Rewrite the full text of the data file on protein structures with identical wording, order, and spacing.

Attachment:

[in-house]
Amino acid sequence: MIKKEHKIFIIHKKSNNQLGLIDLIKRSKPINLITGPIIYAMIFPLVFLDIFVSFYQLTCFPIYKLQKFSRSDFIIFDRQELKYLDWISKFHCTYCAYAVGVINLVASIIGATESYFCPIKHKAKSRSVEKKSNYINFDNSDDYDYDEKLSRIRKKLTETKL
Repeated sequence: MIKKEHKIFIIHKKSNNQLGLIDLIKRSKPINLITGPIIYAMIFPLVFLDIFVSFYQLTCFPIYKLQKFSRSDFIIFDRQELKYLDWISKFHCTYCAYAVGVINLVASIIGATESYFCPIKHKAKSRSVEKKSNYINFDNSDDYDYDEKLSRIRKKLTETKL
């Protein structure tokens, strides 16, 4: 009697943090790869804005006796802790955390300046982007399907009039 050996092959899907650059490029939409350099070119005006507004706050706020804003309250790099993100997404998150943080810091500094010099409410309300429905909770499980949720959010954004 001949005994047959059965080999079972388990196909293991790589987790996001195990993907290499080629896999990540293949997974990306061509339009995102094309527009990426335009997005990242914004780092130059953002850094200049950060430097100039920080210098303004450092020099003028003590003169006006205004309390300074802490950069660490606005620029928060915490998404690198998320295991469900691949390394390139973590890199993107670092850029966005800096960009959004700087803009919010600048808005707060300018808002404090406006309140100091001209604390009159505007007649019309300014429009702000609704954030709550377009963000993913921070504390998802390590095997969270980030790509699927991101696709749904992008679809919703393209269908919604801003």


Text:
[in-house]
Amino acid sequence: MIKKEHKIFIIHKKSNNQLGLIDLIKRSKPINLITGPIIYAMIFPLVFLDIFVSFYQLTCFPIYKLQKFSRSDFIIFDRQELKYLDWISKFHCTYCAYAVGVINLVASIIGATESYFCPIKHKAKSRSVEKKSNYINFDNSDDYDYDEKLSRIRKKLTETKL
Repeated sequence: MIKKEHKIFIIHKKSNNQLGLIDLIKRSKPINLITGPIIYAMIFPLVFLDIFVSFYQLTCFPIYKLQKFSRSDFIIFDRQELKYLDWISKFHCTYCAYAVGVINLVASIIGATESYFCPIKHKAKSRSVEKKSNYINFDNSDDYDYDEKLSRIRKKLTETKL
């Protein structure tokens, strides 16, 4: 009697943090790869804005006796802790955390300046982007399907009039 050996092959899907650059490029939409350099070119005006507004706050706020804003309250790099993100997404998150943080810091500094010099409410309300429905909770499980949720959010954004 001949005994047959059965080999079972388990196909293991790589987790996001195990993907290499080629896999990540293949997974990306061509339009995102094309527009990426335009997005990242914004780092130059953002850094200049950060430097100039920080210098303004450092020099003028003590003169006006205004309390300074802490950069660490606005620029928060915490998404690198998320295991469900691949390394390139973590890199993107670092850029966005800096960009959004700087803009919010600048808005707060300018808002404090406006309140100091001209604390009159505007007649019309300014429009702000609704954030709550377009963000993913921070504390998802390590095997969270980030790509699927991101696709749904992008679809919703393209269908919604801003």